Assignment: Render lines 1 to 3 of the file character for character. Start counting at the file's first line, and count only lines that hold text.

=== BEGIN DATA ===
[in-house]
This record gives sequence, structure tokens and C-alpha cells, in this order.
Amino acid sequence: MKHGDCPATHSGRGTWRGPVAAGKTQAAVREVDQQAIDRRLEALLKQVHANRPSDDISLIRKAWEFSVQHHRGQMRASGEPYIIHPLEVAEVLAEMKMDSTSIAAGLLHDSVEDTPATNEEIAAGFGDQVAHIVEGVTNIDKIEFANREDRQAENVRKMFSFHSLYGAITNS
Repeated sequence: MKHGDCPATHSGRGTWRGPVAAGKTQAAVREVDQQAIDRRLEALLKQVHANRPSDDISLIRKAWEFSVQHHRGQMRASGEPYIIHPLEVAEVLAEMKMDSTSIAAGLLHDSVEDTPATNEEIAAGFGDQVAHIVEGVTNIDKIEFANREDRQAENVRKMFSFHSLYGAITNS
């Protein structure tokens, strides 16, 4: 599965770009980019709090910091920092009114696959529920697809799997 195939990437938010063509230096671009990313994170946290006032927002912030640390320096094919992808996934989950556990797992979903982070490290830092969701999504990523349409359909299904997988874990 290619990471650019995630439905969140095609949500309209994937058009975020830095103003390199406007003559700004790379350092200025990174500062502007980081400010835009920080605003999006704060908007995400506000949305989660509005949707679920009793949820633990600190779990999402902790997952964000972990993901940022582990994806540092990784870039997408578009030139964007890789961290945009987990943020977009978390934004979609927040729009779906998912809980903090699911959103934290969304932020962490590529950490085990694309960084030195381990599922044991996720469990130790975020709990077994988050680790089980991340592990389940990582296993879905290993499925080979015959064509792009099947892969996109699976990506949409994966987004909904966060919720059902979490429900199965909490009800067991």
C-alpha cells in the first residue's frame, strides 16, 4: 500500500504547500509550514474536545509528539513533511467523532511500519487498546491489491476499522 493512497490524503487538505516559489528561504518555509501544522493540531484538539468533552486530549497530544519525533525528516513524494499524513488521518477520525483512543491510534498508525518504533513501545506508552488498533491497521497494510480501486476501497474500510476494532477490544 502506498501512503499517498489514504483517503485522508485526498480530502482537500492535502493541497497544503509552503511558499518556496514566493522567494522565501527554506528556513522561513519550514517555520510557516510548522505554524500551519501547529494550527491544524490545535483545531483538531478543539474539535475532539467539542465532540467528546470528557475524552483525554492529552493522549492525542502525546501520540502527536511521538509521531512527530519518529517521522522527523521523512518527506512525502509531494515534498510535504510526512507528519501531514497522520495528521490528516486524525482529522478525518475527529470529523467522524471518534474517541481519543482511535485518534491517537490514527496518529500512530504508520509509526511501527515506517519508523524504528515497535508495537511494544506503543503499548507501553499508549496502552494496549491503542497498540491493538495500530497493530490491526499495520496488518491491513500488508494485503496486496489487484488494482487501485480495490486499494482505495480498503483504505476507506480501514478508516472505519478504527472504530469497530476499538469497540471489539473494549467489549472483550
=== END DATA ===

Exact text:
[in-house]
This record gives sequence, structure tokens and C-alpha cells, in this order.
Amino acid sequence: MKHGDCPATHSGRGTWRGPVAAGKTQAAVREVDQQAIDRRLEALLKQVHANRPSDDISLIRKAWEFSVQHHRGQMRASGEPYIIHPLEVAEVLAEMKMDSTSIAAGLLHDSVEDTPATNEEIAAGFGDQVAHIVEGVTNIDKIEFANREDRQAENVRKMFSFHSLYGAITNS